02/09/2013 04:31 pm ET Updated Apr 11, 2013

How to Stop Innovation From Sweeping Your Digital Bits Away

If you live in the northeast you're either digging out or settling down to spend a day of enforced inactivity. While the snow piles up outside and the Internet is still up it's a good time to look at all the digital memories you've accumulated on your hard drive, DVDs, and various social networks.

Before the digital age we had to build personal libraries. I remember my father's library back when I was a little kid: A wondrous place where the Encyclopedia Britannica, nicknacks from his business trips around the world, and a secret stash of white chocolate all lived. I was banned for life from the library based on the mysterious disappearance of the white chocolate. To this day I blame the cat.

In the 21st century a personal digital library is available to all of us who own a smartphone, computer, and an Internet connection. Apple's big comeback was originally based on the idea of the "home media hub" where all our photos, audio files, videos, and documents are tagged, sorted, and stored. The iPod was not envisioned as a revolutionary music machine -- it was originally designed to be a wallet-size storage device. (Apple is really good at rolling with the punches and claiming that was the idea all along.)

These days a personal library is instantly and effortlessly created every time we like, pin, tweet, +1, and update our profiles. When a millennial of today turns 60 she will have better access to her past than my father or me. Some critics say that our obsession with documenting our lives is a bad thing, that we are taking the magic away and locking ourselves into a habit of narcissism. I disagree. If an "unexamined life is not worth living" then a life well documented can be more easily examined and improved.

There is, however, a problem.

What happens to our virtual private libraries when Facebook, iCloud, Instagram, Flickr, Google Plus, LinkedIn, and Pinterest go away? Corporations are not people but they do have lifespans. When I was in my 20s I had Genie, Compuserve, Prodigy, and America Online accounts. These "online service providers" didn't have share buttons or allow me to create profile pages but I was a very active member: I chatted and shared and played massively multiplayer text games. At the time I had no clue that all these communities and my personal history within them would simply vanish (not completely).

It happened again in the early '00s with LiveJournal, Geocities, Angelfire, Friendster, and "classic" MySpace. Now these pioneering Internet communities and the content produced upon them are sliding into a half-life of fruitless reanimation. Sadly, even Facebook and Google Plus are not immune to the forces of innovation and disruption. The digital bits of our lives are not safe. History has this unfortunate tendency to recycle it's memes and eventually all those pictures of pasta on Instagram and all those witty tweets will join your parent's AIM chats in the great recycle bin in the sky.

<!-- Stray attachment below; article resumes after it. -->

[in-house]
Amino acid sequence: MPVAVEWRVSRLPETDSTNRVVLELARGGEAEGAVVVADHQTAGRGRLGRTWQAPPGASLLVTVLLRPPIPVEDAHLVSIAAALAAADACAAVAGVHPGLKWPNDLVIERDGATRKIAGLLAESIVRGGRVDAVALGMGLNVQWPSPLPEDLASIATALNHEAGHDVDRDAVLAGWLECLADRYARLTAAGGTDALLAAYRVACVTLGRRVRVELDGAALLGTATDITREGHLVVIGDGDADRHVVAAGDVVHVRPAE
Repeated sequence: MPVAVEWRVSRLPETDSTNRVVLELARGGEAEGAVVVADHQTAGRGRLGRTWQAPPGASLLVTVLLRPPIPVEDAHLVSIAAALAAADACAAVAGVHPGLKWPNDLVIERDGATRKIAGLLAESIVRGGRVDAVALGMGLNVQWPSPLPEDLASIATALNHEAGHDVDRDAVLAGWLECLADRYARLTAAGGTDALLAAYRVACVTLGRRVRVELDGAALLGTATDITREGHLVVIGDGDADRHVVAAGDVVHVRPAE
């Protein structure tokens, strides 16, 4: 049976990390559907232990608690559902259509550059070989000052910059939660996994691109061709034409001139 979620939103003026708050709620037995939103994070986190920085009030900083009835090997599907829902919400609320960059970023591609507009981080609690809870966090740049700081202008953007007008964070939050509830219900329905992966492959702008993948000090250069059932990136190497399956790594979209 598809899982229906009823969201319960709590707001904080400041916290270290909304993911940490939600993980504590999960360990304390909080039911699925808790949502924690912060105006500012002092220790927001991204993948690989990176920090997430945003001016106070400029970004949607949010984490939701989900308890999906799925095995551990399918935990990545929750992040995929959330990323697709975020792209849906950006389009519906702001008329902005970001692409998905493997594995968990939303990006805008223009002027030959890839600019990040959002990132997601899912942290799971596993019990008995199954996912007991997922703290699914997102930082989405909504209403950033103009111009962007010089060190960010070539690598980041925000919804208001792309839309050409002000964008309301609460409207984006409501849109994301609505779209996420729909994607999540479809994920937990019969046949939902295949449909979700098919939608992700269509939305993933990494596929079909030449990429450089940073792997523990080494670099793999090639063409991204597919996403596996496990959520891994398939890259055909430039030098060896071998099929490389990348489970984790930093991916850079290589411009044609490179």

So here are some tips on digital preservation. While you're posting and plusing and liking and pinning take a moment to ensure the safety of your most important digital mementos.

  • Working on the great American fan-fiction novel? Family histories? Epic blog posts? Save it as a text file. A plain ordinary .txt file. Don't worry about fancy formatting or fonts. Styles (and HTML markup) come and go but text files are forever. I can still find apps and devices that can read my text files created in the late 1980s.
  • Photographing your journey through the world? Citizen Photojournalist? Official family meetup photographer? Save your images as .png files. PNG is not patented or owned by anyone but the commons (you and me). It's a lossless format which means it doesn't add a lot of artifacts in the process of storing images. It's not the best format for graphics designed for printing but in 40 years printing on paper will be like carving stone tablets. PNG is to images as .txt is to written documents.
  • Recording video and audio on your smartphone? Uploading screen casts to YouTube? Making indy movies? You're in a bit of trouble. We've already lost thousands of early Hollywood and home movies to film as it's not a stable medium. Video tape wasn't much better. Today we have QuickTime, Flash, MPEG, Ogg, AVI, and more. I worry that all these audio-video formats are still too young or too proprietary to survive for long. Video media formats are a rat's nest of licensing, patent infringement, and proprietary algorithms. Long term, I hope that something like the Google-sponsored WebM wins out but Apple is drawing a line in the video sand with QuickTime. Your best bet to save your most important videos and audio files for the long now is to keep transcoding as each generation of technology peaks until time-based media loses it's luster as a battle ground for giant corporations.

And where should you keep all these files? Everywhere! Burn CDs and DVDs (if your computer still has a CD/DVD slot), copy them to Dropbox, iCloud, Google Drive, and Microsoft Skydrive. Thumb drives and portable SSD drives under the bed and in bank safety deposit boxes are a good idea.

I know this sounds paranoid and a lot of work. Recently I found my journals from high school. Because they were written in the pre-Internet era of pen and paper I was still able to spend time with my angst-ridden teenage self. Were I but five years younger they would have been stored on Apple ][ floppy disks as Bankstreet Writer documents. How on earth would I read them?